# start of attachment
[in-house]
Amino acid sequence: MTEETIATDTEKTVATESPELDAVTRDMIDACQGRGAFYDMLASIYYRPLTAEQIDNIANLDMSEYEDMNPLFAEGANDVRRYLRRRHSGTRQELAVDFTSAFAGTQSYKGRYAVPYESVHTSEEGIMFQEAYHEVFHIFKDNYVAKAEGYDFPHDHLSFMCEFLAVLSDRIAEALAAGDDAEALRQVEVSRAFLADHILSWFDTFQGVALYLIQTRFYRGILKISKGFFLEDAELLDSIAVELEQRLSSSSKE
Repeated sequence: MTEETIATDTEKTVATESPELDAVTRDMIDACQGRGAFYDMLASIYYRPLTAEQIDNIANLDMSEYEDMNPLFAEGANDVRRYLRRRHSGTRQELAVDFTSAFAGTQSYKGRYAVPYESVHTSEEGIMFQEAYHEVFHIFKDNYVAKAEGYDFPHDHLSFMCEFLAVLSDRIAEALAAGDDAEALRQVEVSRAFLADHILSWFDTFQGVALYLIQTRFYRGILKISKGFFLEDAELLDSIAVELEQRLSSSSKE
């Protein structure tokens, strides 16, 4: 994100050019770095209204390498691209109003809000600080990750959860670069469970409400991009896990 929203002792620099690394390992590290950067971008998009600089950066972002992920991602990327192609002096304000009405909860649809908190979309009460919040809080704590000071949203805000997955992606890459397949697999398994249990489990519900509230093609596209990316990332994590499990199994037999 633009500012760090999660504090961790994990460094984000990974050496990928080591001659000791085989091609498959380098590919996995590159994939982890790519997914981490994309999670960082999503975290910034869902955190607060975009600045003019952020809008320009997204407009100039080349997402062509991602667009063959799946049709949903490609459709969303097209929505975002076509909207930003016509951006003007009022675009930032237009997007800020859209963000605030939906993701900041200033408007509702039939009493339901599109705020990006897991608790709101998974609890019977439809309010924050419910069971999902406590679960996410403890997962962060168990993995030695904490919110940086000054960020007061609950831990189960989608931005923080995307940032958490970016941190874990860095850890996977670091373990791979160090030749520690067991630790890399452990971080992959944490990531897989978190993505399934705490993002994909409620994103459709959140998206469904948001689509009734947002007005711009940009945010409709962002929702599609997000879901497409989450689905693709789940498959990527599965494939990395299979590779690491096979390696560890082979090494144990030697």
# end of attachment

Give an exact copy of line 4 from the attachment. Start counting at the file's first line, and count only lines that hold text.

């Protein structure tokens, strides 16, 4: 994100050019770095209204390498691209109003809000600080990750959860670069469970409400991009896990 929203002792620099690394390992590290950067971008998009600089950066972002992920991602990327192609002096304000009405909860649809908190979309009460919040809080704590000071949203805000997955992606890459397949697999398994249990489990519900509230093609596209990316990332994590499990199994037999 633009500012760090999660504090961790994990460094984000990974050496990928080591001659000791085989091609498959380098590919996995590159994939982890790519997914981490994309999670960082999503975290910034869902955190607060975009600045003019952020809008320009997204407009100039080349997402062509991602667009063959799946049709949903490609459709969303097209929505975002076509909207930003016509951006003007009022675009930032237009997007800020859209963000605030939906993701900041200033408007509702039939009493339901599109705020990006897991608790709101998974609890019977439809309010924050419910069971999902406590679960996410403890997962962060168990993995030695904490919110940086000054960020007061609950831990189960989608931005923080995307940032958490970016941190874990860095850890996977670091373990791979160090030749520690067991630790890399452990971080992959944490990531897989978190993505399934705490993002994909409620994103459709959140998206469904948001689509009734947002007005711009940009945010409709962002929702599609997000879901497409989450689905693709789940498959990527599965494939990395299979590779690491096979390696560890082979090494144990030697």